Kick-Ass continues to struggle to find a balance between satire and self-parody.
by Tyler Scruggs
There's a certain balance that must be struck when dealing with all things explicit. The other day, I saw This is the End and was hopping out of my chair in laughter. It’s filled with low-brow, gross-out humor but I also found it to be poignant and meaningful as well. It's a smart flick with really dumb and gross stuff in it. A similar balance was stuck (for the most part) in 2010's sleeper hit Kick-Ass. There was a vibrant and giddy rawness that jarred viewers but never quite alienated them, and this was done in no small part by director Matthew Vaughn and a script that took its raunchy and explicit source material (the first installment in the Kick-Ass comic franchise) and trimmed the hedges to become a compelling story underneath it all about duty and justice.
As a fan of the film (and to a lesser extent, the comic), I jumped right into Kick-Ass 2 and the results were… strange. One one hand, 2 obviously had up the ante a bit in terms of tension and drama but also cranked up the explicit 'rawness' to 11 and what's left was a downright offensive book with nothing in terms of deeper value or overarching themes. Scenes of rape, child massacre, and disgusting images flooded the pages with little-to-no substance to justify it. It never comes across as smart or poignant. It comes across as shock.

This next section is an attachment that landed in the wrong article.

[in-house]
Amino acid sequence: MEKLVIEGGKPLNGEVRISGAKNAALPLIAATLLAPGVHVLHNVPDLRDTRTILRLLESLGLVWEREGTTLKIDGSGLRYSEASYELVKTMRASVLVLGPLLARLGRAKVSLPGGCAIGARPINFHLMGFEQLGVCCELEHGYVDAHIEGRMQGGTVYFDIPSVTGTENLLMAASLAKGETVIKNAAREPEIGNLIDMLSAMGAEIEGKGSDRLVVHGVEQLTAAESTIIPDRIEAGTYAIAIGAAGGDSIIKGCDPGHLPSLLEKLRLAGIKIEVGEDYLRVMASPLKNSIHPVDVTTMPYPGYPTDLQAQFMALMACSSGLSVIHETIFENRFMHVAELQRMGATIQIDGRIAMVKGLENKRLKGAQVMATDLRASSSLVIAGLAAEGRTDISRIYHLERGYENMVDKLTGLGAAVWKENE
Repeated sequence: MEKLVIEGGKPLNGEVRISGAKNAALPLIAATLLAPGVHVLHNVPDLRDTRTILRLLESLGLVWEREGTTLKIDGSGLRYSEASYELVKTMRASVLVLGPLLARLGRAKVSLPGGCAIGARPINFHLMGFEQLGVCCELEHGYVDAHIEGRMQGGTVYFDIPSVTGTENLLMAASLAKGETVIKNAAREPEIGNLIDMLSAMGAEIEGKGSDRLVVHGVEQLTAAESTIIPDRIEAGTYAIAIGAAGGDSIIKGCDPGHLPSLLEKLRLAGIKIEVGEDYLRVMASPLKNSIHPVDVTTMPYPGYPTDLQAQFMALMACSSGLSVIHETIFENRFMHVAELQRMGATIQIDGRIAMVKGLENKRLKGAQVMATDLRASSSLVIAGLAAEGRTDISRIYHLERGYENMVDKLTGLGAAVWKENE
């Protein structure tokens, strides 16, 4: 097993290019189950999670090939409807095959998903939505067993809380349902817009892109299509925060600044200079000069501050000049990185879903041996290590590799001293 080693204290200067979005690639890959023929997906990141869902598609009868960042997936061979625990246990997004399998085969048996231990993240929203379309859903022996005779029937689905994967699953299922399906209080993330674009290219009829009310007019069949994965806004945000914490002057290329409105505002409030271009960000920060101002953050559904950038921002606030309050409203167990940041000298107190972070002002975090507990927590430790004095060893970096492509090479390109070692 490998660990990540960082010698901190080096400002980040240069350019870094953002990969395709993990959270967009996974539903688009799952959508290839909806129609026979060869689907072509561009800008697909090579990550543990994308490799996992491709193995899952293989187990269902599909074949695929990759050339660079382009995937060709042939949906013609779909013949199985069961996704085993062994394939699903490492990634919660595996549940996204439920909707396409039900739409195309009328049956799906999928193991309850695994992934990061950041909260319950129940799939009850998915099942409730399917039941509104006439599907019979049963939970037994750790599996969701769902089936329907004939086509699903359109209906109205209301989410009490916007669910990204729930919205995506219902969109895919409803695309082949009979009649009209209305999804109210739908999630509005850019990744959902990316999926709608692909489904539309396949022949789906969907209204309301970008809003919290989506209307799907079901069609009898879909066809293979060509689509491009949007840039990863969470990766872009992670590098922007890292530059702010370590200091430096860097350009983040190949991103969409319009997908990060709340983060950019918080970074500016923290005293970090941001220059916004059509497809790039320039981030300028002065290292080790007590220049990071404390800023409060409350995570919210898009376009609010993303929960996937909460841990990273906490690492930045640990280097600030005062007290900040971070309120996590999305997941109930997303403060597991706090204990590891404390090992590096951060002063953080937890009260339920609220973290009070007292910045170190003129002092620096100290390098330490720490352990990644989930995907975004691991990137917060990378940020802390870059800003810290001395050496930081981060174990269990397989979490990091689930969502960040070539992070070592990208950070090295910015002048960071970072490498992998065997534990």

I'm not saying that comics should always have deeper values and themes (though they're better and more fulfilling with they do--all art is), nor am I saying that shock doesn't have a place in the comic world. I'm saying that when you subject people to those kinds of situations, you have to provide a pay-off. A justification. Or, at least have it change the characters a tiny bit. Kick-Ass 2's entire run was nothing but shock after shock that provided no clarity for our hero, nor any breathing room.
Now, we finally deal with Kick-Ass 3. The first issue in what's being hailed as the final story arc with these heroes shows them at their lowest. Hit-Girl is in prison. Kick-Ass is in hiding. No one is safe if they're not already dead. So how does this book begin? With the teenage brats in costume making light of a seemingly really important scene with Dave kneeling over his parents' graves.
And worst of all, this issue was boring. Especially after the crazy battle that took place at the climax of the previous book. Tensions should be high. All the characters are in danger and are mortally wounded but are somehow characteristically unscathed. Dave and Mindy have not learned or grown since becoming real-life superheroes and in effect, neither have we.
Maybe I overestimated Kick-Ass as something more special than a gross-out brawl between good vs really, really evil. I hope this August’s Kick-Ass 2 is able to tie up this deranged plot with a nice (and apparently vital) thematic bow like the film before. We’ll have to see.
Kick-Ass 3 issue 1 is on stands now, with #2 due June 19th.